If you're an IT-literate graduate in business, geography or languages, a career in freight forwarding could be right up your street
A freight forwarder is an agent who acts on behalf of importers, exporters or other companies to organise the safe, efficient and cost-effective transportation of goods.
You will use computer systems to arrange the best means of transport, taking into account the type of goods and the customers delivery requirements. You'll use the services of shipping lines, airlines and road and rail freight operators.
In some cases, the freight forwarding company itself provides the service.
Companies vary in size and type, from those operating on a national and international basis to smaller, more specialised firms, which deal with particular types of goods or operate within particular geographical areas.
Activities vary depending on the type and size of employer but typically include:
- investigating and planning the most appropriate route for a shipment, taking into account the perishable or hazardous nature of goods, cost, transit time and security;
- arranging appropriate packing, taking into account the climate, terrain, weight, cost and nature of goods and also the delivery and warehousing of goods at their final destination;
- negotiating contracts, transportation and handling costs;
- obtaining, checking and preparing documentation to meet customs and insurance requirements, packing specifications, and compliance with other countries' regulations and fiscal regimes;
- offering consolidation services by air, sea and road, ensuring cost-effective and secure solutions to small shippers who have insufficient cargo to require their own dedicated units;
- arranging insurance and assisting the client in the event of a claim;
- offering tailored IT solutions and electronic data interchange (EDI) connections;
- arranging payment of freight and other charges or collection of payment on behalf of the client;
- utilising e-commerce, internet technology and satellite systems to enable real-time tracking of goods;
- arranging air transport for urgent and high-value freight and managing the risk door-to-door;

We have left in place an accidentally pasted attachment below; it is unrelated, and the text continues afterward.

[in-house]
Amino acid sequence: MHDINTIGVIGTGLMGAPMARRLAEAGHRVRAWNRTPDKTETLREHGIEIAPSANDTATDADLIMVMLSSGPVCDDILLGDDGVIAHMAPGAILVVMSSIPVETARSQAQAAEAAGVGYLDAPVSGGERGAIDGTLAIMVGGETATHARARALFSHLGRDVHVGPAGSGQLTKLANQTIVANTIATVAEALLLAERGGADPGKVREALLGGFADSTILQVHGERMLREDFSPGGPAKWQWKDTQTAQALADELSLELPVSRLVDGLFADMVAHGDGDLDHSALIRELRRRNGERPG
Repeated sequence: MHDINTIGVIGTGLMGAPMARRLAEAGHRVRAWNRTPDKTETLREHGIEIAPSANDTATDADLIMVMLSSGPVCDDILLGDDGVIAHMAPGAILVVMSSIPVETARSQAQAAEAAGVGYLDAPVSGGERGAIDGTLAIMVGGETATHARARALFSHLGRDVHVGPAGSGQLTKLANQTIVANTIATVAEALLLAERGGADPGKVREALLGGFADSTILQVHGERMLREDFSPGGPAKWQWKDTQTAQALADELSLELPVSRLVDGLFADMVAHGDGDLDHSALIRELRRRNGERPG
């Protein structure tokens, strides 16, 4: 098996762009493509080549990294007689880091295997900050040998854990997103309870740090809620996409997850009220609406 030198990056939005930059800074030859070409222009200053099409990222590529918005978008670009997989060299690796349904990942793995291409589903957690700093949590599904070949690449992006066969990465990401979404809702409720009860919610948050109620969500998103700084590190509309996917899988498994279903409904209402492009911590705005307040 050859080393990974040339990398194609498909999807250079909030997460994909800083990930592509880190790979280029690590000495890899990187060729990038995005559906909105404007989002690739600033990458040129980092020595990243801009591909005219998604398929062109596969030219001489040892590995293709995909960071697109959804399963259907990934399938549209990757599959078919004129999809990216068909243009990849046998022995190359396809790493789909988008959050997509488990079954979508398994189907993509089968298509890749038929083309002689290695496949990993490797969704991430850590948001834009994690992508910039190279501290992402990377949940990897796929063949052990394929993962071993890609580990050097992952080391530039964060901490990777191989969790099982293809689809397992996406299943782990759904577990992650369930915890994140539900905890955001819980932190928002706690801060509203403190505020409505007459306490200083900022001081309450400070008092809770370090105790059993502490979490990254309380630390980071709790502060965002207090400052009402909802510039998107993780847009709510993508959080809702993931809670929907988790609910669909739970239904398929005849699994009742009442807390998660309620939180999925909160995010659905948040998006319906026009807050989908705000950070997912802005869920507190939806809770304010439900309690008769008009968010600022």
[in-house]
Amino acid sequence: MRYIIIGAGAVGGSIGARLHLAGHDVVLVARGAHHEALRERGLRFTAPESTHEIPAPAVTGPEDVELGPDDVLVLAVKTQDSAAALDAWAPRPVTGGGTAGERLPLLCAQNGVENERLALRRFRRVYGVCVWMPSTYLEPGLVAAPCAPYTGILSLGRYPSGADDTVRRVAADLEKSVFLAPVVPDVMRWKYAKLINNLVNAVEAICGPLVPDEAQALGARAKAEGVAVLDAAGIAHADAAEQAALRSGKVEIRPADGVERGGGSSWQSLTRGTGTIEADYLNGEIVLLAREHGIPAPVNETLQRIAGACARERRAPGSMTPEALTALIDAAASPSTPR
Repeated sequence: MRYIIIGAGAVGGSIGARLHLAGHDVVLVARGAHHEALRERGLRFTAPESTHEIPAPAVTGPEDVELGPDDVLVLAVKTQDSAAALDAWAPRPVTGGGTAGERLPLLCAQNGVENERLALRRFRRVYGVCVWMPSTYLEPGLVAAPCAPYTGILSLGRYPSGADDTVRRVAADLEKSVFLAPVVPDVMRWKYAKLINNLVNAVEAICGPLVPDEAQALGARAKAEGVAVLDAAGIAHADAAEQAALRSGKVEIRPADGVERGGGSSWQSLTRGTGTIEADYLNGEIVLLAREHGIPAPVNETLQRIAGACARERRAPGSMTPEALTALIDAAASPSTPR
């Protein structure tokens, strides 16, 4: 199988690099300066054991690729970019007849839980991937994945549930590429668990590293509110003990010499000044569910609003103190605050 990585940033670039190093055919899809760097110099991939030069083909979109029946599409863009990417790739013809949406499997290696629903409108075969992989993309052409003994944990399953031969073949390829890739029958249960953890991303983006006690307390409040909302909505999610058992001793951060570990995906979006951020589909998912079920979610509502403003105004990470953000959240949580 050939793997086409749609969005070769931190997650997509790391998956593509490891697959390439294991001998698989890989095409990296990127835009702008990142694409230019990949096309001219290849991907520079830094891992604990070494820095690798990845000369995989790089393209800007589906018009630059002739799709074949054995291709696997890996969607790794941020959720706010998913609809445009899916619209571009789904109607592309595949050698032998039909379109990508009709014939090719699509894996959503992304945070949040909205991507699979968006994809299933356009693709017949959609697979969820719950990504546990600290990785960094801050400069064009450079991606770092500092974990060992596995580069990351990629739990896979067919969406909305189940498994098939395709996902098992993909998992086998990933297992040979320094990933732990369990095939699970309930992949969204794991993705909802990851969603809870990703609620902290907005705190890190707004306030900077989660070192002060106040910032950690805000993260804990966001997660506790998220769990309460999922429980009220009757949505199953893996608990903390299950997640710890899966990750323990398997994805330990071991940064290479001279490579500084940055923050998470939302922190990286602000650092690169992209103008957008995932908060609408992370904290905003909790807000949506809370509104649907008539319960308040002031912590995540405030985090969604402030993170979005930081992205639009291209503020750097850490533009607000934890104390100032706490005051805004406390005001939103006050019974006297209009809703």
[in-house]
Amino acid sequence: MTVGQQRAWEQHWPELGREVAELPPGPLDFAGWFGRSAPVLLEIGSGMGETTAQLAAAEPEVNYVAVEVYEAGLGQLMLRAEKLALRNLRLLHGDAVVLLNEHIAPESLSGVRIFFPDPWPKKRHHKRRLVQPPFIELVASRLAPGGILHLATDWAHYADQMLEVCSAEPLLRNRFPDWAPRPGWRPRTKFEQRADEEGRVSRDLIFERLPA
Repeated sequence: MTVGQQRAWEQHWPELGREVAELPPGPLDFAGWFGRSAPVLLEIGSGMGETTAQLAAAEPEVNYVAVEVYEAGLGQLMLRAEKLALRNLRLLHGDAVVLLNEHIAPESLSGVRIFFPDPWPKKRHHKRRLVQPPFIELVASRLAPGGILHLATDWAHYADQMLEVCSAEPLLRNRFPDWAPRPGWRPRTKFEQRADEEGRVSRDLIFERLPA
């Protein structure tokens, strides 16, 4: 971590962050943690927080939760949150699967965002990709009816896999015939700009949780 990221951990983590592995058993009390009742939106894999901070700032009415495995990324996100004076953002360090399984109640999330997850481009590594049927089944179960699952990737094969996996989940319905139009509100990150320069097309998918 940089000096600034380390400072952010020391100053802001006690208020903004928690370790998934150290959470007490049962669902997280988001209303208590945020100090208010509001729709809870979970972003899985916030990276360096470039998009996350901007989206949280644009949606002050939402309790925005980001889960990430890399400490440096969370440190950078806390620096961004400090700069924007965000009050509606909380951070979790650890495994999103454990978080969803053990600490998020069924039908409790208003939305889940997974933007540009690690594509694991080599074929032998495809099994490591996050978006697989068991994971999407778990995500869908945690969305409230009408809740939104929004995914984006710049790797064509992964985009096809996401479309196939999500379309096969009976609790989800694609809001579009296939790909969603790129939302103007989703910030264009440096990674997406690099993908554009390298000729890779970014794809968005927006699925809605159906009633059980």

- acting as broker in customs negotiations worldwide to guide the freight efficiently through complex procedures;
- dealing with special arrangements for transporting delicate cargoes, such as livestock, food and medical supplies;
- arranging courier and specialist hand-carry services;
- maintaining communication and control through all phases of the journey, including the production of management reports and statistical and unit-cost analysis;
- maintaining current knowledge of relevant legislation, political situations and other factors that could affect the movement of freight.
At more senior levels, the role may also involve managing staff and overseeing activities within a department or specialising in a particular area, such as sea freight or air freight.
- Starting salaries are in the region of £16,000 to £25,000. With experience this can progress to £28,000 to £30,000.
- At a middle management level, freight forwarders can earn £30,000 to £35,000, with this increasing to £35,000 to £45,000 at senior management level.
Employers may also offer additional benefits such as a bonus scheme, company car and pension scheme.
Income figures are intended as a guide only.
Working hours are typically 35 to 40 hours per week. You may be required to do some shift work as some large freight forwarders provide 24-hour, 365-day cover.
Flexible working is sometimes required to cover clients' needs.
What to expect
- The work is mainly office based. Opportunities tend to be concentrated in transport centres, such as ports, airports and rail terminals and along major road networks. Offices are usually situated close to industrial areas.
- Self-employment or freelance work (including consultancy) is possible once you have gained significant experience. There are many small single-office firms dealing with clients in local and niche areas with a particular type of commodity or form of transport.